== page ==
But that is a topic for another day, I guess ...:rolleyes:
 

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Hi guys,

It does cost heaps when you have the shirts made from scratch! (Many thousands...) We're looking to sell through shops as well as online & this price range is pretty common here for independent labels, especially those which are Australian made. Considering we'll sell to shops at wholesale prices, we realistically can't set our recommended retail prices any lower. Retailers would not be happy if we undercut their prices in our online store, but we do include international shipping in the price.

Hopefully we'll find our niche in the market - in terms of price, we can't compete with the many shirts made in China, but then again, we are offering something a bit different.

It's great to hear all your comments.

Cheers!
 

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Oh, by the way - our prices of AUD $59.95 (singlets) & $64.95 (tanks & tees) also include the Australian 10% GST. So the price for overseas buyers is about $5 less.

(I know it doesn't make that much difference, but thought it would be worth mentioning!)
 

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greycat,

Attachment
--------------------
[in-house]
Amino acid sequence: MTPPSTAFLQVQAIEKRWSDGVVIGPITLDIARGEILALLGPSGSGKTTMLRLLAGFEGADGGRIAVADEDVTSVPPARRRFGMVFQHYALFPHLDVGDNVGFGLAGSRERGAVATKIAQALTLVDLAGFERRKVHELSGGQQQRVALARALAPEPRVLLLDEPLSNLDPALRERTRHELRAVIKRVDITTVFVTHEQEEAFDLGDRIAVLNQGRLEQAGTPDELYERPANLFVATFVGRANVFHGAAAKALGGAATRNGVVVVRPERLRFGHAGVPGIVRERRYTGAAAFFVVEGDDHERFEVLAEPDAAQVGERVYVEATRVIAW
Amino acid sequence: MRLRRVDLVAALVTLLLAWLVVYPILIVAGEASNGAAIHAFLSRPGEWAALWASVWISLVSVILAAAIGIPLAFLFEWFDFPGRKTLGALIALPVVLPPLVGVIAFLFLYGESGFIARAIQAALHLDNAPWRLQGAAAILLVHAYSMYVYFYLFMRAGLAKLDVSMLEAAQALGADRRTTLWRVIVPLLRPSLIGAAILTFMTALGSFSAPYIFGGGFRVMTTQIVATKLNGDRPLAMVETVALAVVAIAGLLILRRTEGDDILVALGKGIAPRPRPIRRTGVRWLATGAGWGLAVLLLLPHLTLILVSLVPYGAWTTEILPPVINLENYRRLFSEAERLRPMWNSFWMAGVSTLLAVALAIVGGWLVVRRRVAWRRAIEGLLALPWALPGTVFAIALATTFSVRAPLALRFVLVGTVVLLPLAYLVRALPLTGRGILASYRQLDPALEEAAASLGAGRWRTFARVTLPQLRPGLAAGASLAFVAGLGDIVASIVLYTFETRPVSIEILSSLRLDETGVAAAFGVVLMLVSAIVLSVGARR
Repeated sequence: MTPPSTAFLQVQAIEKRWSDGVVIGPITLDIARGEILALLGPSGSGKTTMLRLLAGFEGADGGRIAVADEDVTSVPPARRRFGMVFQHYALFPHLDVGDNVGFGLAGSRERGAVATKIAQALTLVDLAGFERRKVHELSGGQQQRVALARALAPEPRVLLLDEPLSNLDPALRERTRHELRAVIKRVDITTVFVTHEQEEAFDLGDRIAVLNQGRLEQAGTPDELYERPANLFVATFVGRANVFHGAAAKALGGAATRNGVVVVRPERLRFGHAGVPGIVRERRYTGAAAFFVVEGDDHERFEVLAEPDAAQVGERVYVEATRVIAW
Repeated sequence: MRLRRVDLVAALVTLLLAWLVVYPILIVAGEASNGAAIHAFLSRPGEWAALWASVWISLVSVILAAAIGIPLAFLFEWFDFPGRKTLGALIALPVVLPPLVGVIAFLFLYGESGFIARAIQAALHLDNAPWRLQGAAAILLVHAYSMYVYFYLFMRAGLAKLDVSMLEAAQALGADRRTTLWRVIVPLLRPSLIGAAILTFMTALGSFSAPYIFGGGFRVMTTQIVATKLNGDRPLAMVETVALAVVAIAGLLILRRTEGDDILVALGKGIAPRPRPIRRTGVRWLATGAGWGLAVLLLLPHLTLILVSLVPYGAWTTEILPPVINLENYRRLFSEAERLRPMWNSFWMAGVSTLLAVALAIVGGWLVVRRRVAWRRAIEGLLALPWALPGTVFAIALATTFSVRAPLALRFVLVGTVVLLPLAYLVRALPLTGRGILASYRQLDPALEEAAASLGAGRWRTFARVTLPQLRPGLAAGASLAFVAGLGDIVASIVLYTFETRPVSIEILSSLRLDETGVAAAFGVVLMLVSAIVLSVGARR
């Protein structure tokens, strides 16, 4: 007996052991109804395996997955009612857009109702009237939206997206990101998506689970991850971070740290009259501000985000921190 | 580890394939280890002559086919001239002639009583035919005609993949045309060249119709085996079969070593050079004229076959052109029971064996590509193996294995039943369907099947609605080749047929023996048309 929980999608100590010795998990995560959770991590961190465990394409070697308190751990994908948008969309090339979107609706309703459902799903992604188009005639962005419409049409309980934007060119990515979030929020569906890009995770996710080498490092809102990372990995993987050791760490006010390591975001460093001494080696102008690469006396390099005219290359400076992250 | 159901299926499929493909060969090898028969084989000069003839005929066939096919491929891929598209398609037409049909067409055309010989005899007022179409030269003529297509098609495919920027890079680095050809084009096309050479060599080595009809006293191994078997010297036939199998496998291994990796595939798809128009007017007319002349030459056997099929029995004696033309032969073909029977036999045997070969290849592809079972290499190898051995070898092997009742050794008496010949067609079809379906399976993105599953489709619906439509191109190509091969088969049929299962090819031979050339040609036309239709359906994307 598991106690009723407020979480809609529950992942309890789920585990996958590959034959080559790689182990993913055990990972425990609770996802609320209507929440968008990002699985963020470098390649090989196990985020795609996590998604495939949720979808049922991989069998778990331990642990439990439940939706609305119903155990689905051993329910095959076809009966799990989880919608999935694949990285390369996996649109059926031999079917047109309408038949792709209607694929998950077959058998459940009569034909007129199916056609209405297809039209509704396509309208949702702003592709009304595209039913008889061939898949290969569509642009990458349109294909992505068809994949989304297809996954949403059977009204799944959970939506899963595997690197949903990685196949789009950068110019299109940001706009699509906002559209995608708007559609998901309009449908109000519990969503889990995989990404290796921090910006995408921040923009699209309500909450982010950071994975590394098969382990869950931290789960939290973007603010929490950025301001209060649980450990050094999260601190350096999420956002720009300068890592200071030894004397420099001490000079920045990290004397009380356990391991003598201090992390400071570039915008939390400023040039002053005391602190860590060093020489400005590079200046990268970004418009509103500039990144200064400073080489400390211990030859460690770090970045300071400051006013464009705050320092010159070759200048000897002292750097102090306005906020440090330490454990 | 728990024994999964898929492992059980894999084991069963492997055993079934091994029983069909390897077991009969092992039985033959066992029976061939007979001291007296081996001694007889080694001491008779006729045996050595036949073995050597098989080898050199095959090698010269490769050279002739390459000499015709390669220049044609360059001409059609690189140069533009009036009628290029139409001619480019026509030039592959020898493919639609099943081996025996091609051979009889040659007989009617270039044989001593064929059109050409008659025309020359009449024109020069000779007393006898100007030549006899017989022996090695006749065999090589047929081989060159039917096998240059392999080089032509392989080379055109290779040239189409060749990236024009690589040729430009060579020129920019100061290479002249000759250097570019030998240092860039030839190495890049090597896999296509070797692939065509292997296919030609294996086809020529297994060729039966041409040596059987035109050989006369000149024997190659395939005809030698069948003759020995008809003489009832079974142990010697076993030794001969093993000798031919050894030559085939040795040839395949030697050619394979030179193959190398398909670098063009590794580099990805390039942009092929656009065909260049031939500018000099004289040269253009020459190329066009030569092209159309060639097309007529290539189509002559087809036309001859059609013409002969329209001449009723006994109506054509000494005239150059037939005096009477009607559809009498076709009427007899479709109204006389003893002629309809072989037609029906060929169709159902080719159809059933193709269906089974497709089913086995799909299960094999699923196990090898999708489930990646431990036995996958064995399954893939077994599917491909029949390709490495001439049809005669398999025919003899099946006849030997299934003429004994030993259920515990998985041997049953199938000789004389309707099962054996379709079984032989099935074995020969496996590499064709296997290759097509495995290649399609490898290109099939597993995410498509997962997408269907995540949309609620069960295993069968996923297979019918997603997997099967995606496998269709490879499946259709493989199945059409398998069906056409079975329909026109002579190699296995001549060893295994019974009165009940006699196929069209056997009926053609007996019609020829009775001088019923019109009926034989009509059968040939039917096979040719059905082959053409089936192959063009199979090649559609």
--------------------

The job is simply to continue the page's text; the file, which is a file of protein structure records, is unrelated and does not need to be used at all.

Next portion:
A question about your production process. Could you explain how it works? Did you have patterns made? Made them yourself? Source material, or have it done? Do you sew the shirts, or outsource that? Dye fabric, or buy it already dyed? I guess what I'm getting at is how much of the work of producing the finished product, and how much of it do you pay to have done. Also about how much in AUD does it cost to produce one shirt (without screen printing)? I would love to know your method and how you go about doing everything, and I'm sure there are others here that would like to know as well. This is of course, if you don't mind.
 

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Solmu said:
In Australia, and my limited exposure to the UK (monkeylantern?) there are a lot less gag shirts and a lot more artistic design. It nourishes a high priced market (whether that's as it should be or not I'm not entering into).
No, those prices are not unusual at all.

Given you market is high-end hand-crafted female fashion, I think you should be fine (I think some of your designs are superb).